Reviewed by: Jane Fae

"The make-up team have clearly been told not to stint on the blood."

The emperor has no clothes.

No. That is not quite right. The emperor has no clothes and is currently parading himself up and down the town, brazenly waggling his private bits in the general direction of anyone who cares to look. But since it is all done ironically, with satirical intent, we are supposed to nod agreeably and pass by on the other side of the road.

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Thus The Simpsons. And American Dad. And Family Guy. And a host of American output in which satire has been progressively redefined from exaggerated humour used to expose social and political vice, into a format in which extreme and exaggerated have become the ultimate aim, with exposure of vice little more than fond afterthought.

Which brings us to Catfight which – you may have guessed already – I disliked intensely, both for its vacuity and for its gratuitous resort to woman-on-woman violence, touted as edgy but actually, ultimately, both pointless and excessive.

It is about two women, Veronica (Sandra Oh) and Ashley (Anne Heche), one-time college friends, now moved on and apart. Veronica is bullying mum, apprentice alcoholic and trophy wife to her increasingly dissatisfied – but wealthy - husband. Ashley is struggling artist, abusive mum and, alternating oochy-coochy-cuteness with tearing-strips-off-one-another fury, in a long-term lesbian relationship with partner Lisa (Alicia Silverstone).

Everyone is unhappy. Everyone is angry. But for some reason Veronica and Ashley are especially angry with one another. The whys and wherefores of this anger are never explicitly stated, beyond a hint that it may have something to do with a long ago falling out over Ashley's sexuality. No matter. A chance encounter at a New York party and an accident that most of us would have apologised profusely for and forgotten, turns into hammer-and-tongs, Tom And Jerry barefisted bloody pummelling.

It's the sort of cartoon violence that films for the boys – from Bond to xXx to Fast And Furious - have been doing since forever, only portrayed here in a curious halfway house sort of way. The sound and the sound effects are turned up loud, as punches land with a succession of awful squelching noises and the make-up team have clearly been told not to stint on the blood.

The result, however is a sort of pseudo-realism, pretending to show us real violence while ignoring the fact that, as per the boys' films, any one of the blows struck in these extended fight sequences could be fatal. The film proceeds in a series of episodes. Or rounds, each marked by an over loud soundtrack of classical greatest hits.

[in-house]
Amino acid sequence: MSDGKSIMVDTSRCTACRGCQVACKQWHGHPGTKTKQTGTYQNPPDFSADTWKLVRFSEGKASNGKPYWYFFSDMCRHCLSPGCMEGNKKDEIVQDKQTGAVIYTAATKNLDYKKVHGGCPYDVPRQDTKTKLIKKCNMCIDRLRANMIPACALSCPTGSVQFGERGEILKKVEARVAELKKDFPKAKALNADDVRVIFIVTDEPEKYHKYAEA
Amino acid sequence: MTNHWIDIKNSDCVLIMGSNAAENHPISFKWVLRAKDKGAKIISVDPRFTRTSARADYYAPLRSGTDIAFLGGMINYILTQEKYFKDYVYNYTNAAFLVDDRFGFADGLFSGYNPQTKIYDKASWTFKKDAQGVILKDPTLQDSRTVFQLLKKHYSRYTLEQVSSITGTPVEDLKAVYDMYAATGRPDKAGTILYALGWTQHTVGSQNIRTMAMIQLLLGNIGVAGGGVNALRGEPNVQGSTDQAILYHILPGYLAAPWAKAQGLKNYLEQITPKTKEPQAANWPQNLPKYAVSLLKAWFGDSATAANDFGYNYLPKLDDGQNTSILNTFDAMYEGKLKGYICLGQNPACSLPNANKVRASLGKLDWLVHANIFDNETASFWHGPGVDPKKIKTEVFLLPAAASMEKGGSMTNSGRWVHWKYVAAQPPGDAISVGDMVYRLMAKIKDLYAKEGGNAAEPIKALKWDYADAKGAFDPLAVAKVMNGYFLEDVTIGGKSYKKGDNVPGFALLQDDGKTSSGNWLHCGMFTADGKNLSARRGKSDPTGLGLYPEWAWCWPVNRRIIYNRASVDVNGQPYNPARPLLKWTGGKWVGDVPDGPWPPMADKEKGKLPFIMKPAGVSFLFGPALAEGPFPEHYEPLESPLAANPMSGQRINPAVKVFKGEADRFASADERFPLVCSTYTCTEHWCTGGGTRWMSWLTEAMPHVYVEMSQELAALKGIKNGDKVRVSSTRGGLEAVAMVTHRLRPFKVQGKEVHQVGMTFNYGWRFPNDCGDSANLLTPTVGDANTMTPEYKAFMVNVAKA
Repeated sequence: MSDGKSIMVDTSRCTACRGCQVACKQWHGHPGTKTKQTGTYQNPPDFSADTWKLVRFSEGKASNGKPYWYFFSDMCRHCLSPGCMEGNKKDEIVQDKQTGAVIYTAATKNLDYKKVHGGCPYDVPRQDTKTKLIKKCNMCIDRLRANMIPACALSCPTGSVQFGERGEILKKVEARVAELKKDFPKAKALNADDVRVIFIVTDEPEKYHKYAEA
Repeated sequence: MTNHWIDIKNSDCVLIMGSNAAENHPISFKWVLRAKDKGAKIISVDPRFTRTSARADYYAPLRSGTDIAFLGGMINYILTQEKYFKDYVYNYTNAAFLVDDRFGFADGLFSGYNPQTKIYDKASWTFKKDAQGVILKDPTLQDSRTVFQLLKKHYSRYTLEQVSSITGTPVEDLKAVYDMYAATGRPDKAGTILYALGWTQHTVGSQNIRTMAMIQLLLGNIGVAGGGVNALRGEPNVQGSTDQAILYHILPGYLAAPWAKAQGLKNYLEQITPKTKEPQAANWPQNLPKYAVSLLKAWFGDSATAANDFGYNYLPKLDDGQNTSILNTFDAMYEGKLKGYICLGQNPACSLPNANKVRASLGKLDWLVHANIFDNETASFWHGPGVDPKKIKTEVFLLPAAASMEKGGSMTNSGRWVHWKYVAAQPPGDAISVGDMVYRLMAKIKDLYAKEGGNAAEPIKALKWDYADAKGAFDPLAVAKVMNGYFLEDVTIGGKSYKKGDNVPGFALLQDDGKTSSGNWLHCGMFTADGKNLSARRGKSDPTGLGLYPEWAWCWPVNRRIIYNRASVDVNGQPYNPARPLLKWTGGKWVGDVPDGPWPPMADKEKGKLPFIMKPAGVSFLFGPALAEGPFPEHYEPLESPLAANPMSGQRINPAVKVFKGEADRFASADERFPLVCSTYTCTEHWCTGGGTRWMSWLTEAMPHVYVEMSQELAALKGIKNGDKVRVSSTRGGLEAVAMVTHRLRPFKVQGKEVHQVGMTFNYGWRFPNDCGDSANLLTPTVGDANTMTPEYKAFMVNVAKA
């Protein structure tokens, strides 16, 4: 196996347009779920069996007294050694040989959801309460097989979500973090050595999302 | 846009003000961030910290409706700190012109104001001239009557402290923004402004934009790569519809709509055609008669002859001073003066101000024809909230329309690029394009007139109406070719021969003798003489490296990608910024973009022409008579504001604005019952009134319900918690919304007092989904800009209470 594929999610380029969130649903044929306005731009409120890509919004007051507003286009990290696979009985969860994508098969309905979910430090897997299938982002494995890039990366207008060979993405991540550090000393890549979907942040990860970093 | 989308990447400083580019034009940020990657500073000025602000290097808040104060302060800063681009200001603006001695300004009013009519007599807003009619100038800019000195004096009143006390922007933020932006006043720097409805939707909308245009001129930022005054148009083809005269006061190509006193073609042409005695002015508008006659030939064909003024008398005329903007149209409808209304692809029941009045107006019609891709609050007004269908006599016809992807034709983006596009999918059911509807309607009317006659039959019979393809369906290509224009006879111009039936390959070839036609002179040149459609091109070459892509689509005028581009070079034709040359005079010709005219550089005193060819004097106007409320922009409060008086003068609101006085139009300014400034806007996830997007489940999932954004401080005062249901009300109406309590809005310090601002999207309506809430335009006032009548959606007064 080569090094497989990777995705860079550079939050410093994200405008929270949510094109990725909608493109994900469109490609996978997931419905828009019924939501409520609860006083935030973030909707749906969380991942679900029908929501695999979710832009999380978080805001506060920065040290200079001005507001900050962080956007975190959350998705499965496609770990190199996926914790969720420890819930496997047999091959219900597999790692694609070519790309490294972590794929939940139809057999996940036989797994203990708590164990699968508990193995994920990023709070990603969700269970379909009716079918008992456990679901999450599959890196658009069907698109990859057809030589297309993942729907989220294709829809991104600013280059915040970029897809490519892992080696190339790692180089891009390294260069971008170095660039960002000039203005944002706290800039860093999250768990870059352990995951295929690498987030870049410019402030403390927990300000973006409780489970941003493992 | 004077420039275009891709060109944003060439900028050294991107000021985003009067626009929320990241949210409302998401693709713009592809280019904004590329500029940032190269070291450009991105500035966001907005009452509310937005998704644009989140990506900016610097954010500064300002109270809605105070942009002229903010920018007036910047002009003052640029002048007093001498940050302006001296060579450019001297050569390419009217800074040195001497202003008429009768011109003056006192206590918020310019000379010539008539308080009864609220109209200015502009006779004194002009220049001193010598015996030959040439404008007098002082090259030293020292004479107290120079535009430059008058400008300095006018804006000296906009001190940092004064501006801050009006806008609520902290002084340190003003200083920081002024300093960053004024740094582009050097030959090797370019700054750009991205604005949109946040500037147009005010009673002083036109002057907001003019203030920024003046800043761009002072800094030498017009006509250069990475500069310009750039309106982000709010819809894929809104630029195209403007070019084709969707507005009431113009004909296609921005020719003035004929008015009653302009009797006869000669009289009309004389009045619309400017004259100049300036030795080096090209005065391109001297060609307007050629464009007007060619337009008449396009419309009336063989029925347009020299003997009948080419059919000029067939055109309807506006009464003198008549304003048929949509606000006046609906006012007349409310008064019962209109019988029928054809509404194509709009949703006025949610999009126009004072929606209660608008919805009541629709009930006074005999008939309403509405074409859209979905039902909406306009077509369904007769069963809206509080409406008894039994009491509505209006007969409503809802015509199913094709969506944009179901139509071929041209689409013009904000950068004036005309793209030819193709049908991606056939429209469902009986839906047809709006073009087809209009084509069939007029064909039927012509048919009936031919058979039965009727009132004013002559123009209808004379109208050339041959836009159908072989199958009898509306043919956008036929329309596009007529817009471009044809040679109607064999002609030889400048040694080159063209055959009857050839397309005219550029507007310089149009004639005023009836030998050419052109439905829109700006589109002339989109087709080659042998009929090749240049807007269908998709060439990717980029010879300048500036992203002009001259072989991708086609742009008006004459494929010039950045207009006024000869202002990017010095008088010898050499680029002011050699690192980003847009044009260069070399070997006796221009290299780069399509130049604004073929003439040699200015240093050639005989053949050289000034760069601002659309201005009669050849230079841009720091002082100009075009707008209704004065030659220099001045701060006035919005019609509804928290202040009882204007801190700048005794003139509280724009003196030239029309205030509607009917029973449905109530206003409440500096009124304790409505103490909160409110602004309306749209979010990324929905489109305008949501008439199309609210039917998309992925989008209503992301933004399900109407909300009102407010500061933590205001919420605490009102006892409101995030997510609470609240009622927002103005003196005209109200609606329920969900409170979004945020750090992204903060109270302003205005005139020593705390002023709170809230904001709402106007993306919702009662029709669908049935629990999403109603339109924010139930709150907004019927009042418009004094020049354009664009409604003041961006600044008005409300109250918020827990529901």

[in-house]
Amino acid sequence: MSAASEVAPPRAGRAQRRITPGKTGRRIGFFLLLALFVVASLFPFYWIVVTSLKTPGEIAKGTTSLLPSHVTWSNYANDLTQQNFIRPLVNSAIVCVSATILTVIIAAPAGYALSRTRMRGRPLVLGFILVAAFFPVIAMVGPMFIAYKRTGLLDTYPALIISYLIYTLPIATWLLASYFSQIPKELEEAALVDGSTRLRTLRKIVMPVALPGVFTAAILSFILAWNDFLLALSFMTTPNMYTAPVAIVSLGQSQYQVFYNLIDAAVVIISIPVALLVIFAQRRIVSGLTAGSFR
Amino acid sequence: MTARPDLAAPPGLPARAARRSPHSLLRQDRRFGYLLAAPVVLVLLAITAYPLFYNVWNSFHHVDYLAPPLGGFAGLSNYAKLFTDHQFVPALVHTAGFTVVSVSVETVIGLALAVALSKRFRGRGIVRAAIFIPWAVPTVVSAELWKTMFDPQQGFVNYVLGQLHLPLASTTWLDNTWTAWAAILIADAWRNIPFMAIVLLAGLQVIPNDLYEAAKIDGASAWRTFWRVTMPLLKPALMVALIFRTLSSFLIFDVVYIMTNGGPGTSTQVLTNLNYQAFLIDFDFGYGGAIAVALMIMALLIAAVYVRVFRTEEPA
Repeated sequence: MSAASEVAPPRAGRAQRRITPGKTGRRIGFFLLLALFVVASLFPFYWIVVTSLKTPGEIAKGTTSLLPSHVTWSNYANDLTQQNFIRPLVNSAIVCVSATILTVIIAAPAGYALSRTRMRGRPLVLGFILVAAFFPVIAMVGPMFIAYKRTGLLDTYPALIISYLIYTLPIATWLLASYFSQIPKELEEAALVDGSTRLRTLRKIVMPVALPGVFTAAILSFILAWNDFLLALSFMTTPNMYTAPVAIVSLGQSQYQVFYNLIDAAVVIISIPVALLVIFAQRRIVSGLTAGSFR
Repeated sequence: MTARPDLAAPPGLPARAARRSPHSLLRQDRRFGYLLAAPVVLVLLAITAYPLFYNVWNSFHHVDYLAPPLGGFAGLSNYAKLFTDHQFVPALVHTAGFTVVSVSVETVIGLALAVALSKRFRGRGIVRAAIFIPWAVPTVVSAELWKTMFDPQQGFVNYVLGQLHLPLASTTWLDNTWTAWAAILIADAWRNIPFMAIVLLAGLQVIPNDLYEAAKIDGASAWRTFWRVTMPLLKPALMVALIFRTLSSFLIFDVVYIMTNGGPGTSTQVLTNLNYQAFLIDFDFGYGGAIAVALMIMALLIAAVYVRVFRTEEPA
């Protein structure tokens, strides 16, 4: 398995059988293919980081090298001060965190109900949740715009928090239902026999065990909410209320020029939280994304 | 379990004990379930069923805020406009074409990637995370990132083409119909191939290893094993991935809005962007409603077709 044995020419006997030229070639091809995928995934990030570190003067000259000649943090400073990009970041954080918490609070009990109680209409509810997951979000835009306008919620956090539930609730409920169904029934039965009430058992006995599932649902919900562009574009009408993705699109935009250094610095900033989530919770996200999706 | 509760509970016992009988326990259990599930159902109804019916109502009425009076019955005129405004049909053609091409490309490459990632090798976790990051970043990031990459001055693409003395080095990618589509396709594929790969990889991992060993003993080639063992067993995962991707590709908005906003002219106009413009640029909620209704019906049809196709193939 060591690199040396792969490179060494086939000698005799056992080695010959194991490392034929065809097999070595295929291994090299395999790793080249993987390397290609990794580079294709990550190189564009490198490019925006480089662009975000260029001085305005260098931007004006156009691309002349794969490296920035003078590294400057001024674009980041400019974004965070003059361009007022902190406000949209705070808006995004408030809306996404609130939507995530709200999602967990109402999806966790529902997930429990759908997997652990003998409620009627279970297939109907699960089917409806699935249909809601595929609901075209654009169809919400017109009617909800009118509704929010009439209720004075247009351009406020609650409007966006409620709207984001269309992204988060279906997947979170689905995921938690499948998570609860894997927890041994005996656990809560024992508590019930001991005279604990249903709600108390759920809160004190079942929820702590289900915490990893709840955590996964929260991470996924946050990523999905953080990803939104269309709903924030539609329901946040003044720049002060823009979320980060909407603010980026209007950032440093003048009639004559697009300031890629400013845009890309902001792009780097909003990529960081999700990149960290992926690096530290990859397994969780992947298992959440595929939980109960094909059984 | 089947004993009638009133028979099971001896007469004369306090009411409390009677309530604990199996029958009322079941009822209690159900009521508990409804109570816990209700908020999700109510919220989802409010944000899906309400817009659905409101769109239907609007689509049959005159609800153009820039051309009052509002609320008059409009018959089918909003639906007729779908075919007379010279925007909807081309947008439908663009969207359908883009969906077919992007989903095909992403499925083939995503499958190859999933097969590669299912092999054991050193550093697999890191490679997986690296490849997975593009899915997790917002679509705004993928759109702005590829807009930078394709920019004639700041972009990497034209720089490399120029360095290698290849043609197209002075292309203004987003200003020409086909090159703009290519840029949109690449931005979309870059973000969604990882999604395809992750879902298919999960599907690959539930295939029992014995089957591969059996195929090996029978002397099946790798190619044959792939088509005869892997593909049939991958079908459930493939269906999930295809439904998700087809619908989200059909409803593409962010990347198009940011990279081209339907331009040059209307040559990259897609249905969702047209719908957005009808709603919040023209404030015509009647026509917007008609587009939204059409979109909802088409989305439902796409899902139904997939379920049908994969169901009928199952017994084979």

In the first two rounds, each of them suffers a catastrophic loss, leading to a turn around in their fortunes. There is, of course, one more episode, as the two of them finally come together to reminisce and bury the hatchet: the only question being whether they do so amicably or whether their visceral hatred will carry them, War Of The Roses style, into final mutual oblivion.

No spoilers. Though given what has gone before, it is possibly not hard to guess.

One of the more depressing aspects of this film is that no one, not Veronica's husband, or aunt or cleaner, nor Ashley's partner or daughter, nor the art critics have any obvious redeeming characteristics. They are all, every one, angry, vengeful, not very nice people.

The film contains two running jokes, presumably there to justify the satire tag. The first is a current affairs programme, which slowly documents the progress of a new US war in the Middle East, both backdrop to and motive force for developments within the film. The joke? That apart from the dubious humour of the presenter, the one bit of the show that everyone laughs along to is “the Fart machine” (Randy Gabill) who appears behind the presenter and proceeds to fart, loudly and at length.

The other? Jones the comatose doctor (Dylan Baker), whose role is to welcome back awakening patients before delivering the bad news, that in a post-Obamacare world, their coma has broken them financially.

Otherwise, despite the pretensions of director Onur Tukel, this is not satire, does not shine any sort of interesting light into women's relationships nor break ground in depicting women's violence not already well broken in by female mud wrestling. And if you hadn't already guessed, it needs to come with a large trigger warning – for bloody violence.

Reviewed on: 23 Feb 2017
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When two old college friends spend time together, their resentment of one another comes to the surface - and gets physical.
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Director: Onur Tukel

Writer: Onur Tukel

Starring: Sandra Oh, Anne Heche, Alicia Silverstone

Year: 2016

Runtime: 96 minutes

Country: US


Glasgow 2017

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